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Antisocial Attitudes, Gender and Moral Judgments: An Experimental Study

Author

Listed:
  • Juergen Bracht

    (University of Aberdeen)

  • Adam Zylbersztejn

    () (GATE - Groupe d'analyse et de théorie économique - UL2 - Université Lumière - Lyon 2 - ENS LSH - Ecole Normale Supérieure Lettres et Sciences Humaines - CNRS - Centre National de la Recherche Scientifique)

Abstract

We study questionnaire responses to moral dilemmas hypothetical situations in which sacrificing one life may save many other lives. We demonstrate gender differences in moral judgments: male participants are more supportive of the sacrifice than female participants. We investigate the importance of the previously studied source of the endorsement of the sacrfice: antisocial attitudes. First, we elicit the individual proneness to spiteful behavior using an incentivized experimental game. We demonstrate that spitefulness can be sizable but it is not associated with gender. Second, we find that gender is associated with moral judgments even when we account for individual differences in antisocial attitudes. Our results suggest that the performance of many institutions (related to the distribution of wealth or punishment, for instance) may be affected by the gender of the decision-makers. Abstract We study questionnaire responses to moral dilemmas hypothetical situations in which sacric-ing one life may save many other lives. We demonstrate gender dierences in moral judgments: male participants are more supportive of the sacrice than female participants. We investigate the importance of the previously studied source of the endorsement of the sacrice: antisocial attitudes. First, we elicit the individual proneness to spiteful behavior using an incentivized experimental game. We demonstrate that spitefulness can be sizable but it is not associated with gender. Second, we nd that gender is associated with moral judgments even when we account for individual dierences in antisocial attitudes. Our results suggest that the performance of many institutions (related to the distribution of wealth or punishment, for instance) may be aected by the gender of the decision-makers.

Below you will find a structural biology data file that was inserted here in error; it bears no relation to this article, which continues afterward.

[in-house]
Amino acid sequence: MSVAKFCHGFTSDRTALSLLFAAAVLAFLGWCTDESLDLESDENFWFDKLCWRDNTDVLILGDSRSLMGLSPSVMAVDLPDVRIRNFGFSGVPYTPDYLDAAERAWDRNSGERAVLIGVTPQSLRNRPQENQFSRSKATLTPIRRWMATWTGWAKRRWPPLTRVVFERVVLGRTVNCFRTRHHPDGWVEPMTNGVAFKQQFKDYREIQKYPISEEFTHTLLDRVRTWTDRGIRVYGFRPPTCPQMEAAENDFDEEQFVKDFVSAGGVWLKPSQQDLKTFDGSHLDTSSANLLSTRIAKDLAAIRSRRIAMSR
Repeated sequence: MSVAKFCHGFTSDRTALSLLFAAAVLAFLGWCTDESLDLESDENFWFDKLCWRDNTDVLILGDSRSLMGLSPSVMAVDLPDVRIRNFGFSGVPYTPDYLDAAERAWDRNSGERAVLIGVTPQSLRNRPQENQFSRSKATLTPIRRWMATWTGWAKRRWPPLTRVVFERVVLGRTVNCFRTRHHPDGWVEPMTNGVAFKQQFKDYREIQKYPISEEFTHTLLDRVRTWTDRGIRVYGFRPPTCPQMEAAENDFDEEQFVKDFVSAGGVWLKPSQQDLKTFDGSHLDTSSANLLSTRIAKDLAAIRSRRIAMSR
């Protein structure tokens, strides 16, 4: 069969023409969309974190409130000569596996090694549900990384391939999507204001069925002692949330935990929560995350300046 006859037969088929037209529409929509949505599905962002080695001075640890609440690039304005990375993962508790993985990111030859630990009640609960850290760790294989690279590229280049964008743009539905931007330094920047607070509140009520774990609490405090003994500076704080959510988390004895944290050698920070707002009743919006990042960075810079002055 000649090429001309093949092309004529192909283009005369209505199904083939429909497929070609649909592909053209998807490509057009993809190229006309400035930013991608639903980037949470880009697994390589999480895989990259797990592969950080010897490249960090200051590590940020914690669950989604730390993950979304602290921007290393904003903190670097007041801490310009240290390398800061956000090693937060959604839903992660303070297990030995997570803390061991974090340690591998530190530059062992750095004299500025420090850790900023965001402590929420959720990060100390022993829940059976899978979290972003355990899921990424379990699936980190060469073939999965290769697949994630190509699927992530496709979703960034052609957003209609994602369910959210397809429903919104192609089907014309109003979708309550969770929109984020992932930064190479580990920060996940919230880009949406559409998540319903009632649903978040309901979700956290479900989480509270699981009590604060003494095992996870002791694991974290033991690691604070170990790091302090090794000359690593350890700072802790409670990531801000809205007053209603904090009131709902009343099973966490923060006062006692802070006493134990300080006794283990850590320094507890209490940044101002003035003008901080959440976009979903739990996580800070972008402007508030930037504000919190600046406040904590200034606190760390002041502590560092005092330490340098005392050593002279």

Suggested Citation

  • Juergen Bracht & Adam Zylbersztejn, 2016. "Antisocial Attitudes, Gender and Moral Judgments: An Experimental Study," Post-Print halshs-01417152, HAL.
  • Handle: RePEc:hal:journl:halshs-01417152
    Note: View the original document on HAL open archive server: https://halshs.archives-ouvertes.fr/halshs-01417152
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    References listed on IDEAS

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    1. David K. Levine, 1998. "Modeling Altruism and Spitefulness in Experiment," Review of Economic Dynamics, Elsevier for the Society for Economic Dynamics, vol. 1(3), pages 593-622, July.
    2. Charness, Gary & Grosskopf, Brit, 2001. "Relative payoffs and happiness: an experimental study," Journal of Economic Behavior & Organization, Elsevier, vol. 45(3), pages 301-328, July.
    3. Natalie Gold & Andrew M. Colman & Briony D. Pulford, 2014. "Cultural differences in responses to real-life and hypothetical trolley problems," Judgment and Decision Making, Society for Judgment and Decision Making, vol. 9(1), pages 65-76, January.
    4. Andrea L. Glenn & Spassena Koleva & Ravi Iyer & Jesse Graham & Peter H. Ditto, 2010. "Moral identity in psychopathy," Judgment and Decision Making, Society for Judgment and Decision Making, vol. 5(7), pages 497-505, December.
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    More about this item

    Keywords

    gender; moral dilemmas; moral judgments; spite; antisocial attitudes; experiment;

    JEL classification:

    • C91 - Mathematical and Quantitative Methods - - Design of Experiments - - - Laboratory, Individual Behavior
    • D03 - Microeconomics - - General - - - Behavioral Microeconomics: Underlying Principles
    • D63 - Microeconomics - - Welfare Economics - - - Equity, Justice, Inequality, and Other Normative Criteria and Measurement

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